There is a time for thinking, a time for analyzing, and a time for assessing. There is also a time when you have to move from the thinking phase to the action phase – at least when it comes to weight loss.
I see a lot of people in real life, people I have coached over the years, and bloggers who want to stay in the thinking phase for a very, very long time. In fact, I’m friends with people who have been stuck in the thinking phase for years.
I understand this tendency because I too spent a lot of time thinking about losing weight and much less time actually taking the steps necessary to lose weight. For example, I would spend months thinking about all I needed to do to prepare my pantry for weight loss but not take the steps to get rid of the junky food or actually buy healthier foods. Another example is an acquaintance of mine who talked for years about how she was working on improving how she felt about herself so she would feel ready to lose weight. That was 15 years ago.
Now, not everyone gets stuck in that cycle. A lot of people (myself included) spin their wheels in the thinking phase for a long period of time and then finally start taking actions to meet weight loss goals. Although the phrase “better late than never” is often quoted, when it comes to weight loss, “sooner is better than later” also applies.
The health implications of weight loss magnify and often increase in severity the longer a person is overweight, and frankly, the toll on your self-esteem is more apparent the longer your struggle with obesity. (Here’s an article from the Harvard School of Public Health on the health consequences of obesity.) For these two reasons alone, it is important to take the steps needed to proactively lose weight.
If you are stuck in the loop of over thinking or over analyzing the weight loss process and having trouble taking those first steps, I’ve put together a list of ten things you can do this week to get started. And even if you aren’t stuck in the over thinking loop, but rather have a hard time starting, this list may help you as well.
1. Make the decision to start. Write down a commitment to yourself, look at yourself in the mirror and tell yourself you are going to start, or find an accountability partner that you can be totally honest with and share your decision with him or her.
2. Check with your doctor.It’s always a good idea to get a check-up and see where you are health wise. Get your blood sugar and cholesterol numbers and talk with your doctor about whatever weight loss plan you are interested in following.
3. Write down five reasons you want to lose weight. Be brutally honest with yourself. My list would have looked like this:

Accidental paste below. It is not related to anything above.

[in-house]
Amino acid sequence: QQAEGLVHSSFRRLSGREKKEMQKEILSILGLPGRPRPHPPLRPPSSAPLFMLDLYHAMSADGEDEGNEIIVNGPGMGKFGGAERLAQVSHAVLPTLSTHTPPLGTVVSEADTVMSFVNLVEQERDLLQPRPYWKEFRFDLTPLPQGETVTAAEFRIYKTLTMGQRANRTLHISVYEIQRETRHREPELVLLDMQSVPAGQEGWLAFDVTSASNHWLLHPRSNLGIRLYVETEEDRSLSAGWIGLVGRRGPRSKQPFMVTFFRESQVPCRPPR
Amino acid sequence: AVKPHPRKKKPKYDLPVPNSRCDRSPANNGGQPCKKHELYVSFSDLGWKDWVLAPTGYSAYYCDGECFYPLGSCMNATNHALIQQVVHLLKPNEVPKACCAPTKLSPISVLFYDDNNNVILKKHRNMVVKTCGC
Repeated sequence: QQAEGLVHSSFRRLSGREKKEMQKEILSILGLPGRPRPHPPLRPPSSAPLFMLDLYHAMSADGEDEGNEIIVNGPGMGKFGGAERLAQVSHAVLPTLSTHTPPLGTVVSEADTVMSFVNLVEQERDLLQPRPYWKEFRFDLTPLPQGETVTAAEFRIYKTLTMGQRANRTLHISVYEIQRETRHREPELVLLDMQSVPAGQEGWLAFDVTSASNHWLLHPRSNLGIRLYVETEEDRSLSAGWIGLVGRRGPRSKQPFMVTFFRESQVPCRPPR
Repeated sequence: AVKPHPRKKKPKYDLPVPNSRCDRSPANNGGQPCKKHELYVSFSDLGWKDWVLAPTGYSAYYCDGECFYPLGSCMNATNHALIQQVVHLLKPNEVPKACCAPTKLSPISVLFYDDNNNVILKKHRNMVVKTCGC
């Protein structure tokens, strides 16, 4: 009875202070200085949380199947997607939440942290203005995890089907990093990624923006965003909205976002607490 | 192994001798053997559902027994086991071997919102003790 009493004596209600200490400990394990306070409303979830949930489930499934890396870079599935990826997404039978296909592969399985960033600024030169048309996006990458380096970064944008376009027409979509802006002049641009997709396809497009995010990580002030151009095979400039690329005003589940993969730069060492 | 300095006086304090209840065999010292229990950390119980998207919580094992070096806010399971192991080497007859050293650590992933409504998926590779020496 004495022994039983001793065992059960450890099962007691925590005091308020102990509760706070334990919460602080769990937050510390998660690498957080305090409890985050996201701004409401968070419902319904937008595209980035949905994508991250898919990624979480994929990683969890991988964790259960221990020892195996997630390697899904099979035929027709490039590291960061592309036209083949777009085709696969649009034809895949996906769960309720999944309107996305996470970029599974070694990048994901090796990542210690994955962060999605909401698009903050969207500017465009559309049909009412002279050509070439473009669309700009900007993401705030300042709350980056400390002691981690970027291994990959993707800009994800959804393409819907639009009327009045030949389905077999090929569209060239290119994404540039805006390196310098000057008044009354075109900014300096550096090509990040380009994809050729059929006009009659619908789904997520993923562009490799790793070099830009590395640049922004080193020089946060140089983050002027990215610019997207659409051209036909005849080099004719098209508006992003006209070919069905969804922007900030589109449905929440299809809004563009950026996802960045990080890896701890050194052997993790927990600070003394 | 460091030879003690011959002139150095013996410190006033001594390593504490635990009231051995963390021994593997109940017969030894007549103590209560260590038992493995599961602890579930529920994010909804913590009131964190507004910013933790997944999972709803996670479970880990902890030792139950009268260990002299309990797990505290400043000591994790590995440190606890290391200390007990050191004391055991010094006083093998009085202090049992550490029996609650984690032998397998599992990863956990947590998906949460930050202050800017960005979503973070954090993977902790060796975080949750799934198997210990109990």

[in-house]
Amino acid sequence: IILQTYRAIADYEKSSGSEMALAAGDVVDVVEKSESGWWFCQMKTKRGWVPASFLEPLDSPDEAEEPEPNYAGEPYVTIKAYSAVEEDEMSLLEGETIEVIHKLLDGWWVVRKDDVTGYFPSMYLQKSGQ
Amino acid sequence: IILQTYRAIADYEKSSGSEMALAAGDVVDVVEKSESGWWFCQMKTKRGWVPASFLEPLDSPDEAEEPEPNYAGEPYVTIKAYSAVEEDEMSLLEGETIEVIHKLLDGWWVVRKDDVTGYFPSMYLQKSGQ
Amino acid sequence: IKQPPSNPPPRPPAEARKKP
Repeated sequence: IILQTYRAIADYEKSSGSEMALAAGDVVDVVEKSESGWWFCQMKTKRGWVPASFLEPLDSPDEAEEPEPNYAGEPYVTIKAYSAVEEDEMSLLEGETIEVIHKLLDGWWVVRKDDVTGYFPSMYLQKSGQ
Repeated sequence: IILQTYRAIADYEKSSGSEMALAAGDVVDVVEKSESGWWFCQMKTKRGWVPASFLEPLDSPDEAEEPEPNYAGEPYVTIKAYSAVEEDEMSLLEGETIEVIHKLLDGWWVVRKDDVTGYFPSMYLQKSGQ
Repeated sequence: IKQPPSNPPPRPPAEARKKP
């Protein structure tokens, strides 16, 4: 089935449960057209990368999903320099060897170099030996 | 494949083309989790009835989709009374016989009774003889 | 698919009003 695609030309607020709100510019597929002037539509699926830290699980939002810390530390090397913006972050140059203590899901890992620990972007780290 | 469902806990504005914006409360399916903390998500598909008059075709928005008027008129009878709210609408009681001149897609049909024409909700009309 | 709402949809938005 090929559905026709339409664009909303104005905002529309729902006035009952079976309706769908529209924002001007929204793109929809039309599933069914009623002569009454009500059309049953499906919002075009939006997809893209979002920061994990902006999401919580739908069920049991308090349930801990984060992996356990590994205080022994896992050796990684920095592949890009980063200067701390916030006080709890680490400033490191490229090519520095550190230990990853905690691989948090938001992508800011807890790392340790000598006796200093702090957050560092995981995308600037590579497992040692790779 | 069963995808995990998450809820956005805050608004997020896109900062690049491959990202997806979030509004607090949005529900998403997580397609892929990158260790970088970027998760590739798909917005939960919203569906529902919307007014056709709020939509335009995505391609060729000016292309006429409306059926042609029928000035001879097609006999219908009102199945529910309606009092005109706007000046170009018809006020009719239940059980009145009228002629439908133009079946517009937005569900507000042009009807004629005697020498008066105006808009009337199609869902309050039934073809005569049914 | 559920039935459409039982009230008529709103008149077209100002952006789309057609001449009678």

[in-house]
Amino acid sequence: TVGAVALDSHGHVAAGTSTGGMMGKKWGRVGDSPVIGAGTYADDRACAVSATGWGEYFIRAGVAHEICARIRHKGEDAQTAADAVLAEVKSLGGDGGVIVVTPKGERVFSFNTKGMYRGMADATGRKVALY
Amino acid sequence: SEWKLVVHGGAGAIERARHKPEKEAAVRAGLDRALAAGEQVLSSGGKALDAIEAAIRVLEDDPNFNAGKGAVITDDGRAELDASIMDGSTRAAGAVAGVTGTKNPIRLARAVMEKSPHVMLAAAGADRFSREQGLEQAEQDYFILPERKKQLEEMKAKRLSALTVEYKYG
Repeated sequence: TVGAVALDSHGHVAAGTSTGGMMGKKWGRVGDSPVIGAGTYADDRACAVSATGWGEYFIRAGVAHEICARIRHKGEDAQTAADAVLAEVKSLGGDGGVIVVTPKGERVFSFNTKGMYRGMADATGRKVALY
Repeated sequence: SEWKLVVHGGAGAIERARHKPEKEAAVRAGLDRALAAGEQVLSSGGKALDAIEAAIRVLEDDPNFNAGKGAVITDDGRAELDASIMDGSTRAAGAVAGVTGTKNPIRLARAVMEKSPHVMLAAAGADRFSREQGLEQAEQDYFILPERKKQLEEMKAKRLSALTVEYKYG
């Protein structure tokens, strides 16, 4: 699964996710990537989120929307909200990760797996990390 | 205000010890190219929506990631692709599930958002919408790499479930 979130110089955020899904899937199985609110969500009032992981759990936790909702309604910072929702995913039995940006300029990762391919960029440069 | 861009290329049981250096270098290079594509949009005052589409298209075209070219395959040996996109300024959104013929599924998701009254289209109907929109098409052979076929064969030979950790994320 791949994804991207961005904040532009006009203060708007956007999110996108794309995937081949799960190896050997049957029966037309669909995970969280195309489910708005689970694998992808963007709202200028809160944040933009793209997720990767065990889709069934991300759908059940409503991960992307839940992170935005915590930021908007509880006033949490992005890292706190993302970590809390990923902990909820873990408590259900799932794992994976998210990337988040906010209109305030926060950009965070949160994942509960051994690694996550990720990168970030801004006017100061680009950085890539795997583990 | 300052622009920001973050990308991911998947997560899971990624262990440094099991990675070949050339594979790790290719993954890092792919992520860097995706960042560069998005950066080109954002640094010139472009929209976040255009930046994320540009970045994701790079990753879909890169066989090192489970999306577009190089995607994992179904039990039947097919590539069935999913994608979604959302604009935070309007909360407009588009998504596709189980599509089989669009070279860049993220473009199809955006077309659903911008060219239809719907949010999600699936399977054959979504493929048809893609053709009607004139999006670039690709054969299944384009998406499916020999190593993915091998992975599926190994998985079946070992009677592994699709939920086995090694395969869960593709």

- Feel better about myself
- Look better
- Be able to walk without getting out of breath
- Stop getting into tight situations such as being stuck in restaurant booths or not fitting into chairs.
- Have more energy to keep up with my children and do day-to-day activities.
4. Take your measurements and current weight and write it down. This is never pleasant but can be eye opening and a bit depressing. It gives you a benchmark for future progress. I wish I had taken my measurements more regularly along the way. I did weigh everyday but did not measure myself very often.
5. Set realistic goals. I encourage my clients to set goals in three areas: Weight, Fitness, Personal Goals
6. Decide what weight loss plan you want to try and write down any food you need for the coming week. With so many plans out there it can be hard to know what to do. I’d encourage you to chose a plan that offers you the ability to eat a wide variety of foods to give you adequate nutrition and avoid the feeling of deprivation that often comes with changing how you eat.
7. Write down a menu plan for the coming week and go shopping. Just do it. Use the Internet for recipes, google recipes that are associated with healthy eating or your particular plan, or use your favorite “diet” cookbook.
8. Identify barriers to starting. A barrier could be something as simple as not having the right tools in your kitchen to prepare the meals you desire to as complex as having a spouse or family member who is not supportive. There are few barriers you cannot overcome but some barriers are definitely easier to overcome than others.
9. Set up a way to monitor your progress. You may want to use a website such as My Fitness Pal or Sparkpeople, use an Excel spreadsheet, or even a simple paper journal. There is no wrong way to do this. You have to do what works for you and use what fits within your lifestyle.
10. Just do it. As the Nike commercial slogan says: “Just do it.” You have to stop thinking and not taking action and start thinking and taking action.
Thinking is good and important, but thinking alone will not cause you to lose any weight. It’s almost like wishing you would lose weight and being frustrated when nothing happens.
How did you overcome simply thinking about weight loss and move to “doing” weight loss? Diane